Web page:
When starting to get acquainted with the world of digital photography, you will sooner or later hear of this EXIF term. It may be from the camera manual, heard it in a conversation among photographers, or when reading a thread in a photography forum only.
So what exactly is EXIF metadata?
Basically, metadata is a term from the world of information technology (IT), which roughly means the data that records important information of a file. While the EXIF metadata itself is a metadata especially used in the world of digital photography. EXIF records plenty of detailed information of a digital photograph file. EXIF stands for Exchangeable Image Format.
By viewing the EXIF data of a photograph, we can at the very least discover the following information:
- Time and date of the photo’s recording.
- The brand and type of camera used.
- The type of lens used.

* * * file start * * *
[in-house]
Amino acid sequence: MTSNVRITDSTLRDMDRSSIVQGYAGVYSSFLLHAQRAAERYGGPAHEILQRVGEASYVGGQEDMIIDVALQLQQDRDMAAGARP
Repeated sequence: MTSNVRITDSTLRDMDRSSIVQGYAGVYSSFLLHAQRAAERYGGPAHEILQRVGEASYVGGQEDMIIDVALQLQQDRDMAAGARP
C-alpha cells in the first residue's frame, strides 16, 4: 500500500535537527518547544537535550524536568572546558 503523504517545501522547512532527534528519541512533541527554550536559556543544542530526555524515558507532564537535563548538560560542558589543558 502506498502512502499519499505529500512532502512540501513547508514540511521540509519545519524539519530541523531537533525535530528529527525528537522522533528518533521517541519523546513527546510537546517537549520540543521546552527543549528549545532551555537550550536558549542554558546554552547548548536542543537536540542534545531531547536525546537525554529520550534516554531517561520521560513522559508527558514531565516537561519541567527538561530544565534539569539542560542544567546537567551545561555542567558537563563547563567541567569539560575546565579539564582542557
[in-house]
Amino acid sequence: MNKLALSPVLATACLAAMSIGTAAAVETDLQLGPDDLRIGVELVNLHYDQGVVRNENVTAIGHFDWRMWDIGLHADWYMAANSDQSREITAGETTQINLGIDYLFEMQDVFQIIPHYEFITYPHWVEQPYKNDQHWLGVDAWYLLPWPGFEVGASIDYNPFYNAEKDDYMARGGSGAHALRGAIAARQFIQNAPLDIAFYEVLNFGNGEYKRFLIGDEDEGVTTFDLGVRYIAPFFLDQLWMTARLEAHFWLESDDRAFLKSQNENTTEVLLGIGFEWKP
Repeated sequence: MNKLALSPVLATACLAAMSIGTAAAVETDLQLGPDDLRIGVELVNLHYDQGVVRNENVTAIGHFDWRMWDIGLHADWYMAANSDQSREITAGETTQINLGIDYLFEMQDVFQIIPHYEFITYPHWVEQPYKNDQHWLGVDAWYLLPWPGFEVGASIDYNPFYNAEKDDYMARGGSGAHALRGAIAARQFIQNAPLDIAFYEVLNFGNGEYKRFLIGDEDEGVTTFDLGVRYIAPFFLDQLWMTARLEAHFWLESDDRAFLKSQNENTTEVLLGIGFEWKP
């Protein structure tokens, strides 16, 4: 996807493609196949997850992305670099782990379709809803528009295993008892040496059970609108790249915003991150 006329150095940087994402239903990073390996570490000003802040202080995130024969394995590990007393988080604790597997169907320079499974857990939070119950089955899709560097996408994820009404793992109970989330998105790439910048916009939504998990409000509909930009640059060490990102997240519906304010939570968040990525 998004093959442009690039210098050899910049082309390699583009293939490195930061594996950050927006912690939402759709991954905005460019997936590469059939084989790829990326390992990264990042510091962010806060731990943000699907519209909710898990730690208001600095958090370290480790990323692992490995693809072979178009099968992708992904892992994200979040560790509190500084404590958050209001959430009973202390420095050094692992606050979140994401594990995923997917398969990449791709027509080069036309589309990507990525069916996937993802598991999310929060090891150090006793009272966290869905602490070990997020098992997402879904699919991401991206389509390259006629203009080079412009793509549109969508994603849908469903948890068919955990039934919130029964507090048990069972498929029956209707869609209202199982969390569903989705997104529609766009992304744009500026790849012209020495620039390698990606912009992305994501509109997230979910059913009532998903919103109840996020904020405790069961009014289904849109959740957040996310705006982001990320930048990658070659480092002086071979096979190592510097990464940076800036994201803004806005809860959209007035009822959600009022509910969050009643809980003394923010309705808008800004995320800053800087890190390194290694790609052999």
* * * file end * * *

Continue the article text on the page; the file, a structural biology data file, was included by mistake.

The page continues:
- The focal length used.
- Exposure data, such as the shutter speed, aperture, and ISO. Also, whether or not flash was used.
- And if the camera is equipped with GPS coordinates, the EXIF records the exact position where the photo was taken.
There are actually plenty more information recording in the EXIF data, but at least the basics are covered.
How can I view the EXIF data of a photograph?
If you want to view the EXIF data of a photograph, open the photograph in a computer, then:
- If you are in windows explorer, right click the photograph and then click properties.
- If in a Mac Finder, right click and then click on more info.
- You can also view the EXIF data via photo-viewing software such as ACDsee and click on properties.
Why would I need to know the EXIF data of my photograph?
Viewing the EXIF data of a photograph has many uses, some of which are:
- We can compare two photos taken using different settings. Then, we can analyze the difference in results to discover the better-suited settings for certain photographing conditions.
- We can learn from works of other photographers. For instance, when visiting a photo-sharing website such as Flickr.com and you stumble upon a great photo and would like to know how the photo was taken, you can view its EXIF data as such:
Go on, give it a try. Examine, learn, execute!